Underground Utility Damage Prevention: Know What’s Below

Working around buried utilities is a very challenging task. Every 4 minutes an underground utility is struck and damaged by mechanized equipment, potentially causing harm to persons, property and causing the interruption of utility services. The Common Ground Alliance, a stakeholder-run organization dedicated to protecting underground utilities reports approximately 379,000 utility damages occurred in 2016, resulting in an estimated cost of 1.7 billion in property damage as well as countless number of injuries and deaths.

Why are there so many underground utility strikes?  According to the Common Grounds Alliance there are several re-occurring causes: Notification not made to the One-Call-Center, Insufficient locating practices, unmarked facilities, mis-marked utilities, inadequate utility marking, inadequate excavation practices, improper bidding of jobs, improper equipment used during digging, digging with mechanized equipment without first exposing buried utilities using manual digging methods, and the list goes on.

Utility damages impact everyone directly or indirectly. Contractors are affected in terms of a break down in safety, profitability, insurability, productivity, legal and civil liabilities. Utility Owner/Operators are affected in terms of utility repairs and loss of resources. Lastly, everyone is inconvenienced by the interruption of vital utility services. In the state of Georgia alone, between 2015 – 2017 an estimated average of 29,257 utility damages occurre each year.

Excavators, locators, utility owners and the Utility Protection Center all share equal liability in the avoidance of utility strikes. There are some best practices that should be adopted to mitigate damage and avoid utility damages which are:

  • Start at the very beginning: Employees should be trained properly on locating underground utilities and the correct use of equipment and digging techniques, including when to use radar to detect the presence of underground lines and hand-digging and soft-digging techniques. They should also emphasize the correct type of equipment to use for every situation during the excavation.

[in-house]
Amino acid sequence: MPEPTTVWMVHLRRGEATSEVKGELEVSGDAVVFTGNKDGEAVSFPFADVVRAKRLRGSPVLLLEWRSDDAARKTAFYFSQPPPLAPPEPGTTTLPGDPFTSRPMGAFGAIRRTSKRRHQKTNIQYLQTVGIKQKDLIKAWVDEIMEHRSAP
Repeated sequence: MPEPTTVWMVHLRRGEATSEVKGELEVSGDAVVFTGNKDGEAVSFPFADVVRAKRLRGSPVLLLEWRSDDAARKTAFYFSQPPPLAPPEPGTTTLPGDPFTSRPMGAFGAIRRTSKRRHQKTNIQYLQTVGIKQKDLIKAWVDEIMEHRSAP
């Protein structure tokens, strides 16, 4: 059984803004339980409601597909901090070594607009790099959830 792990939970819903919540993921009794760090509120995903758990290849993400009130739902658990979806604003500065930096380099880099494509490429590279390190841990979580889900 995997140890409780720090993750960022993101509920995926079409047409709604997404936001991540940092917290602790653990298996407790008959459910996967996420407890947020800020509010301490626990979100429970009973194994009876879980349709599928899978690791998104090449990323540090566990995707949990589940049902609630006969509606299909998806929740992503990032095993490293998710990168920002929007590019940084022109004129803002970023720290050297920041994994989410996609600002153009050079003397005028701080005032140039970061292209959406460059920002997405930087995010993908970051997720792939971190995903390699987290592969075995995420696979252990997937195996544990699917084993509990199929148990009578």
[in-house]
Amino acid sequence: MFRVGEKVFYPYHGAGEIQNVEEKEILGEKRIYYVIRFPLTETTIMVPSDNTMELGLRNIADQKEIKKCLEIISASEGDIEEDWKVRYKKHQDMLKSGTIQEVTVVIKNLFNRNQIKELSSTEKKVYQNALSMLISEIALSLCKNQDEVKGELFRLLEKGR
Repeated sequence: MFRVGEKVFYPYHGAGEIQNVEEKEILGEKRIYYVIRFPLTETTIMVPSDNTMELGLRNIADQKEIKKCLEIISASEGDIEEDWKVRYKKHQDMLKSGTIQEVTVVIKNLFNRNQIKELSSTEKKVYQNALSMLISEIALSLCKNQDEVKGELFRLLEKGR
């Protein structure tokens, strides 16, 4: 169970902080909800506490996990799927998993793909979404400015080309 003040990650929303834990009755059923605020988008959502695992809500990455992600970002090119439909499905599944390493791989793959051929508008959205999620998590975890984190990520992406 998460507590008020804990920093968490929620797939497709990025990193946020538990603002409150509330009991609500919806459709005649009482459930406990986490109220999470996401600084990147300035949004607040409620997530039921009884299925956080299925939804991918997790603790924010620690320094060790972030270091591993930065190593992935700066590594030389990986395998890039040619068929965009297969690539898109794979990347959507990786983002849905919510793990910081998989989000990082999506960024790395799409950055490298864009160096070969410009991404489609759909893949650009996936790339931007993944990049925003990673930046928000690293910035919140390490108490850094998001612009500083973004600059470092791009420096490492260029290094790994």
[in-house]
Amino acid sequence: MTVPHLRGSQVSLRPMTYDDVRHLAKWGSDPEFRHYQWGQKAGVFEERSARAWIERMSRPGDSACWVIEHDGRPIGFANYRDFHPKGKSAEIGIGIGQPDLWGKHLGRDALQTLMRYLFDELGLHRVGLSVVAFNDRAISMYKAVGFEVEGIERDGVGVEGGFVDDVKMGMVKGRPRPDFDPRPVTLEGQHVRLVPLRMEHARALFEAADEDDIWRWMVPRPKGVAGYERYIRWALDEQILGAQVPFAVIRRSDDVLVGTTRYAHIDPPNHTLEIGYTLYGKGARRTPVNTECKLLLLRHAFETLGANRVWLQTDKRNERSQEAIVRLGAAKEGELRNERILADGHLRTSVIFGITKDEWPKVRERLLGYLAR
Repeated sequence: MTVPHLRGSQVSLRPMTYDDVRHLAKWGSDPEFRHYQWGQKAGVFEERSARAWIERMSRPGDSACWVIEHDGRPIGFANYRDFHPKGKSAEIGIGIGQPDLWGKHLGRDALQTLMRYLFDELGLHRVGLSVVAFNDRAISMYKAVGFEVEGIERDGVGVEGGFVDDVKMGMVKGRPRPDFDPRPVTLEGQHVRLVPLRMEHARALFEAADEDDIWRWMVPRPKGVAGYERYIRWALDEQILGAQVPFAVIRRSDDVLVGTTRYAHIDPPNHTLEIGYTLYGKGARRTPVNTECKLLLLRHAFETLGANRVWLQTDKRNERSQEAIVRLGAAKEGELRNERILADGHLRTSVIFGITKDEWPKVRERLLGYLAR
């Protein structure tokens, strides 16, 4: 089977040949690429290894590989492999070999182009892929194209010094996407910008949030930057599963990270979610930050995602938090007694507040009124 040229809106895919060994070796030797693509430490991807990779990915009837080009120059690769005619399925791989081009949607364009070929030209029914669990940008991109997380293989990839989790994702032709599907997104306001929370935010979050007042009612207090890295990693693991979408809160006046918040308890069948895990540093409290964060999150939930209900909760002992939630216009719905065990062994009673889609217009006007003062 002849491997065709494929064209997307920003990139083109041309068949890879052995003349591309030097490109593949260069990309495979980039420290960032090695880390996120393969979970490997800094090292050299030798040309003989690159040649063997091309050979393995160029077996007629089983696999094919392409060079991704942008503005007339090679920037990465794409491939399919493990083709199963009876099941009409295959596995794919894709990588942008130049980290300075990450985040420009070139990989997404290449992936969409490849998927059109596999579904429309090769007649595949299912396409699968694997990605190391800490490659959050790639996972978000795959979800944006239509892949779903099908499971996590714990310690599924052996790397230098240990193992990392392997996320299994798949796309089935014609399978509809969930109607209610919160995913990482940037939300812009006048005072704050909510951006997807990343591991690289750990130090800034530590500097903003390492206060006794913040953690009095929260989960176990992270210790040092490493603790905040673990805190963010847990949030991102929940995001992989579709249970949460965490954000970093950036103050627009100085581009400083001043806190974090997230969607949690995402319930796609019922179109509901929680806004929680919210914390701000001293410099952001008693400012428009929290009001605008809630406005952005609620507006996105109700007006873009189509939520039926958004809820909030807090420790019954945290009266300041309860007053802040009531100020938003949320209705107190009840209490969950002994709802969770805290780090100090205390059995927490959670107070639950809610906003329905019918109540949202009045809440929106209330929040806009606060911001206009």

• Contractors should follow job site checklists and provide adequate on-site supervision as well as ongoing safety awareness and training.
  • Estimate jobs properly: Job estimates should include costs for allowing the time to locate underground utilities and verify marking, document 811 marking, dig around lines, use radar and have downtime in the event of a strike.
  • Review the site plans and call 811 at least 48 hours before digging. Check the Positive Response Information System to verify excavation request has been processed.
  • Review flags and markings prior to starting the job to determine the proper equipment for the job.
  • Identify, if possible, whether there may be additional lines that are not on site plans and/or are not marked.
  • Document the job site with photographs prior to commencement of digging, taking photos of flags and markings and showing the scale of where you’re digging.
  • Don’t assume the depth of utilities. Digging at a deeper depth than marked utilities does not always solve the problem. If you are not sure, dig slower and use manual tools to expose the utility and determine the tolerance zone.
  • If a utility damage occurs cease excavation, contact 811 and the utility owner, and conduct a damage investigation.
  • Most importantly, use your industry knowledge, common sense and always keep a focus on safety!

The cost of utility damages is a trickle-down effect that is paid by us all. Having a clear excavation plan and knowing what’s below can save lives, money time and property. For a guide on Underground Safety & Damage Prevention click here.

Remember, before excavating on any track or parcel of land, “know what’s below”. If we all do our part everyone wins.  If you have any more additional questions or want to learn more about preventing underground utility damage, check out our Damage Prevention (GUFPA) (811) class.

What is NPDES?

What is NPDES?

NPDES stands for National Pollutant Discharge Elimination System.

Created in 1972 by the Clean Water Act (CWA), helps address water pollution by regulating point sources that discharge pollutants to waters of the United States.

Under the CWA, EPA authorizes the NPDES permit program to state, tribal, and territorial governments, enabling them to perform many of the permitting, administrative, and enforcement aspects of the NPDES program. To ensure protection of water quality, NPDES permits contain: Effluent limitations on Pollutants of concern; Pollutant monitoring frequencies; Reporting requirements; Schedules of compliance, when appropriate; Operating conditions; Best management practices; and Administrative requirements.